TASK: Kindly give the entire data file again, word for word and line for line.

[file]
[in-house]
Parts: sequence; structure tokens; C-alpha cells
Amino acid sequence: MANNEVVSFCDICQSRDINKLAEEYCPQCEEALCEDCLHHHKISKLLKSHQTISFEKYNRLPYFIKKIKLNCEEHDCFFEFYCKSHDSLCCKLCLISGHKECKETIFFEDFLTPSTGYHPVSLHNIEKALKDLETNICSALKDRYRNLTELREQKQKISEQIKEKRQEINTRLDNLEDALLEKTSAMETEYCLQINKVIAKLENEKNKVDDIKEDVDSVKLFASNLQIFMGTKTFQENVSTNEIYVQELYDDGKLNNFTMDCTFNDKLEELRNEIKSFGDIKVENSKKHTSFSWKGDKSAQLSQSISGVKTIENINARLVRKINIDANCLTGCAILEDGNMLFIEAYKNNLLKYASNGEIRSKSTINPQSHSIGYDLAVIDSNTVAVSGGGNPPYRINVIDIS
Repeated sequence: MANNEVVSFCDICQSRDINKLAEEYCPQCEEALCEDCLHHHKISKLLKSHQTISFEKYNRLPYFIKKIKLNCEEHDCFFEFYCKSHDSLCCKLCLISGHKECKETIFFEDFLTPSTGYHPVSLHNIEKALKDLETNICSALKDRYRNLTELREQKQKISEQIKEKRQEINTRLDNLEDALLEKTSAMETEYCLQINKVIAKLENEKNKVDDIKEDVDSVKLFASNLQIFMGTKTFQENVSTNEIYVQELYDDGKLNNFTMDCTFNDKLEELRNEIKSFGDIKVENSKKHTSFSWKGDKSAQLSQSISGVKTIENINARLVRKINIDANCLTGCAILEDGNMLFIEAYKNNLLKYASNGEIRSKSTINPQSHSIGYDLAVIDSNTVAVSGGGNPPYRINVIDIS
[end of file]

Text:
[in-house]
Parts: sequence; structure tokens; C-alpha cells
Amino acid sequence: MANNEVVSFCDICQSRDINKLAEEYCPQCEEALCEDCLHHHKISKLLKSHQTISFEKYNRLPYFIKKIKLNCEEHDCFFEFYCKSHDSLCCKLCLISGHKECKETIFFEDFLTPSTGYHPVSLHNIEKALKDLETNICSALKDRYRNLTELREQKQKISEQIKEKRQEINTRLDNLEDALLEKTSAMETEYCLQINKVIAKLENEKNKVDDIKEDVDSVKLFASNLQIFMGTKTFQENVSTNEIYVQELYDDGKLNNFTMDCTFNDKLEELRNEIKSFGDIKVENSKKHTSFSWKGDKSAQLSQSISGVKTIENINARLVRKINIDANCLTGCAILEDGNMLFIEAYKNNLLKYASNGEIRSKSTINPQSHSIGYDLAVIDSNTVAVSGGGNPPYRINVIDIS
Repeated sequence: MANNEVVSFCDICQSRDINKLAEEYCPQCEEALCEDCLHHHKISKLLKSHQTISFEKYNRLPYFIKKIKLNCEEHDCFFEFYCKSHDSLCCKLCLISGHKECKETIFFEDFLTPSTGYHPVSLHNIEKALKDLETNICSALKDRYRNLTELREQKQKISEQIKEKRQEINTRLDNLEDALLEKTSAMETEYCLQINKVIAKLENEKNKVDDIKEDVDSVKLFASNLQIFMGTKTFQENVSTNEIYVQELYDDGKLNNFTMDCTFNDKLEELRNEIKSFGDIKVENSKKHTSFSWKGDKSAQLSQSISGVKTIENINARLVRKINIDANCLTGCAILEDGNMLFIEAYKNNLLKYASNGEIRSKSTINPQSHSIGYDLAVIDSNTVAVSGGGNPPYRINVIDIS